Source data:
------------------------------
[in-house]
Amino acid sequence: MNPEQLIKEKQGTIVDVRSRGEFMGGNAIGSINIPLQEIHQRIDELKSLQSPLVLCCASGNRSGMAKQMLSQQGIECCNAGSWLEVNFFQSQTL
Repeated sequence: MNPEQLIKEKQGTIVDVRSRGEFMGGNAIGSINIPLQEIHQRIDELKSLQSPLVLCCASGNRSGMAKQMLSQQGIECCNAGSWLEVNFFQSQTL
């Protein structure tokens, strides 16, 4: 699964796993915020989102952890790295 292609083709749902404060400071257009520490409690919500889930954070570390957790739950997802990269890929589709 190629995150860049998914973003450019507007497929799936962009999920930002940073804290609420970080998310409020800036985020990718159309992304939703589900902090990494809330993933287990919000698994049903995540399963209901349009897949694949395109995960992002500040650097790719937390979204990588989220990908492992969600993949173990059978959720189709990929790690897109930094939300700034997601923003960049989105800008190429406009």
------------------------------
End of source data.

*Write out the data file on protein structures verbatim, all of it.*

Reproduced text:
[in-house]
Amino acid sequence: MNPEQLIKEKQGTIVDVRSRGEFMGGNAIGSINIPLQEIHQRIDELKSLQSPLVLCCASGNRSGMAKQMLSQQGIECCNAGSWLEVNFFQSQTL
Repeated sequence: MNPEQLIKEKQGTIVDVRSRGEFMGGNAIGSINIPLQEIHQRIDELKSLQSPLVLCCASGNRSGMAKQMLSQQGIECCNAGSWLEVNFFQSQTL
């Protein structure tokens, strides 16, 4: 699964796993915020989102952890790295 292609083709749902404060400071257009520490409690919500889930954070570390957790739950997802990269890929589709 190629995150860049998914973003450019507007497929799936962009999920930002940073804290609420970080998310409020800036985020990718159309992304939703589900902090990494809330993933287990919000698994049903995540399963209901349009897949694949395109995960992002500040650097790719937390979204990588989220990908492992969600993949173990059978959720189709990929790690897109930094939300700034997601923003960049989105800008190429406009």